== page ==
Comparing genetic indexes for reducing lameness in dairy cows

Matthew Barden*, Alkiviadis Anagnostopoulos, Bethany E. Griffiths, Cherril Bedford, Georgios Oikonomou, Marco Winters, Bingjie Li, Mike Coffey, Georgios Banos, Androniki Psifidi

*Corresponding author for this work

Research output: Contribution to journalShort communication


WE wish to follow up on our recent study1 where we aimed to evaluate the lameness advantage genetic index by quantifying its association with claw horn lesions and lameness in 2352 Holstein cows. A secondary objective was to screen all genetic indexes (other than lameness advantage) for an association with the same outcomes, which showed that both feet and legs and locomotion (assessed in type classification) were associated with lameness, but not with claw horn lesions. This suggests that selecting on these indexes would result in fewer lame cows, but not fewer claw horn lesions. As mobility scoring has a limited sensitivity to detect foot lesions, likely due in part to an evolutionary advantage of cattle masking signs of pain, it is important not to exacerbate this problem with genetic selection. Lameness advantage is associated with both sole lesions and lameness, as well as infectious lesions;2 we believe this is the best option for those aiming to improve foot health through selective breeding.In recent discussions with farmers and others, it has been useful to not only compare genetic indexes by the presence/absence of an association with foot health, but also by the strength of that association. Unfortunately, our analysis was not designed for the latter purpose because we analysed each index in its original units. That means, for example, the effect of the profitable lifetime index (£PLI) appeared very small but related to a £1 change in an index that ranged from about –£400 to +£600 in our data; whereas lameness advantage ranged from about –3 to +4.5, with each unit representing a larger change within the spread of values. We have reanalysed our data after scaling each genetic index so a single unit represents an equivalent shift in the distribution for all indexes.3 This allows the strength of the association between genetic indexes and claw horn lesions and lameness to be directly compared, which we think is useful when deciding on a breeding strategy. Without room to discuss these additional results in full, we would like to highlight that lameness advantage has the strongest association with the likelihood of cows developing sole haemorrhage or sole ulcers, as well as one of the strongest associations with lameness. Increasing the average value of the lameness advantage genetic index in dairy herds can complement management and environmental strategies, such as the AHDB ‘Healthy Feet Programme’,4 to reduce lameness in dairy cows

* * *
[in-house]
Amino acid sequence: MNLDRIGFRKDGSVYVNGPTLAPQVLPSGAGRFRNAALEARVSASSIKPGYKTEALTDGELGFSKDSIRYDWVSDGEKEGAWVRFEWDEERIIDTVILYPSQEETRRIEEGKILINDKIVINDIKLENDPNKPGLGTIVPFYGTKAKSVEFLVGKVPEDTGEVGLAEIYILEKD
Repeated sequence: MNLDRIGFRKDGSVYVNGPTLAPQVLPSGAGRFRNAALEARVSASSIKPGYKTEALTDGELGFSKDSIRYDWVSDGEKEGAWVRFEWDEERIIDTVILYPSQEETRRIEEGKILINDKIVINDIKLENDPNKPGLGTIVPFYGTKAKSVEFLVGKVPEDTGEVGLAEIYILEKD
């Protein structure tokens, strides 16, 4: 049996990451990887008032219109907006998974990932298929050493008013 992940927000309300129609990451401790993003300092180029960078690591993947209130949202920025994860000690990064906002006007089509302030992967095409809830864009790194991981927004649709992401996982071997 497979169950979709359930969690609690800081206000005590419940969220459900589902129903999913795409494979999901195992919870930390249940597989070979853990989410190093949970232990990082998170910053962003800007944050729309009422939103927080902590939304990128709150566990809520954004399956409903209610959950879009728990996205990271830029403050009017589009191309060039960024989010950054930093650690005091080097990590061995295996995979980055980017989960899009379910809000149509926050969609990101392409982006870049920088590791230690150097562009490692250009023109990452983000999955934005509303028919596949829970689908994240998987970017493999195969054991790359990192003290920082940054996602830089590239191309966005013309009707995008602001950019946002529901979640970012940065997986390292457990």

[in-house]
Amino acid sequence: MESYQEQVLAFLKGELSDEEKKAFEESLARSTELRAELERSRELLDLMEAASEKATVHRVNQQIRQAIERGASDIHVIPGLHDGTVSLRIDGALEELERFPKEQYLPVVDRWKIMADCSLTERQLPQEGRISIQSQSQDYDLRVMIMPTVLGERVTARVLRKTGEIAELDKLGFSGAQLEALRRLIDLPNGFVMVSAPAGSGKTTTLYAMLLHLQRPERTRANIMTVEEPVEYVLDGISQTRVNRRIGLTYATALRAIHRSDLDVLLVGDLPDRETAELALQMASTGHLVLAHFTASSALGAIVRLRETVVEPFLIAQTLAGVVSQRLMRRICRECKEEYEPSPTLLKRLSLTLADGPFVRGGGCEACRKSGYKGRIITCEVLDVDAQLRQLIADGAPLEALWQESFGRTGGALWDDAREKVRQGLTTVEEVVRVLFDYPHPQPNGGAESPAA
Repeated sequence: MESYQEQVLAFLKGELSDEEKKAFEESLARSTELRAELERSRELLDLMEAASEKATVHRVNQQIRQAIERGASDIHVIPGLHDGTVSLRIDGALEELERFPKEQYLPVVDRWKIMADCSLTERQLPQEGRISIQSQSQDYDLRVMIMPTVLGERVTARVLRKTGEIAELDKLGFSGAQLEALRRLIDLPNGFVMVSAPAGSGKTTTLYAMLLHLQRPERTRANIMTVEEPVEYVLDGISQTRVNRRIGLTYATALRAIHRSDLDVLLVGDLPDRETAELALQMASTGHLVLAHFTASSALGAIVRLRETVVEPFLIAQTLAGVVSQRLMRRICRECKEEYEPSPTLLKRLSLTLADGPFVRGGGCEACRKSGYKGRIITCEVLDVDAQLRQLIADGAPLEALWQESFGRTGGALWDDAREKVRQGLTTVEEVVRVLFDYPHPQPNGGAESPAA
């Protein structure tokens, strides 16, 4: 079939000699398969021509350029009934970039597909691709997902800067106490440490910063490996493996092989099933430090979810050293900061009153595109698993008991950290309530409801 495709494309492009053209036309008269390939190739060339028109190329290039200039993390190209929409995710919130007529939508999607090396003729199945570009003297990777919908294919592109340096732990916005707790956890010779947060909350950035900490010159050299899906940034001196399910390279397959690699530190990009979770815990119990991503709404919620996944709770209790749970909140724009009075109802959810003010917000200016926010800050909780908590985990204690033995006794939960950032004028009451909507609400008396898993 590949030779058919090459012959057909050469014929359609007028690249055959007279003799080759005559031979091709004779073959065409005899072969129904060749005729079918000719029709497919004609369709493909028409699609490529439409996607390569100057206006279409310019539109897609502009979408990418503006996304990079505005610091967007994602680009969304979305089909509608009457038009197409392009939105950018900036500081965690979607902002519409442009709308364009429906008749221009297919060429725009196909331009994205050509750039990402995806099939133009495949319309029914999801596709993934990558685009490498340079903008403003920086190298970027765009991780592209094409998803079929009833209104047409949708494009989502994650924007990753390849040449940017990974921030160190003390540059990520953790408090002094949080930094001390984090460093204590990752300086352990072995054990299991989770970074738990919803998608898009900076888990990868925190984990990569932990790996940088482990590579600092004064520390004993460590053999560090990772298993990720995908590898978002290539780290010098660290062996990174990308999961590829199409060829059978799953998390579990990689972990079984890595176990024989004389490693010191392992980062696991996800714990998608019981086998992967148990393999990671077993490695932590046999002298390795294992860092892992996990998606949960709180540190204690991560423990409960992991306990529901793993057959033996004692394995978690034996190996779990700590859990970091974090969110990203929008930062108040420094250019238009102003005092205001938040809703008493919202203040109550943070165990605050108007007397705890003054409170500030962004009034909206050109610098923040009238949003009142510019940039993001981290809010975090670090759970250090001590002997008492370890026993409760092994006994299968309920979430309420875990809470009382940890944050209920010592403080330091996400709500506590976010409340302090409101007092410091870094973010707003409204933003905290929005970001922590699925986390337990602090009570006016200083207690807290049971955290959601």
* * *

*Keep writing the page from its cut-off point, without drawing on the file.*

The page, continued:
Original languageEnglish
Pages (from-to)416-417
Number of pages2
JournalVeterinary Record
Issue number10
Publication statusFirst published - 18 Nov 2023


  • Female
  • Cattle
  • Animals
  • Lameness, Animal/prevention & control
  • Gait
  • Lactation
  • Cattle Diseases/epidemiology
  • Dairying


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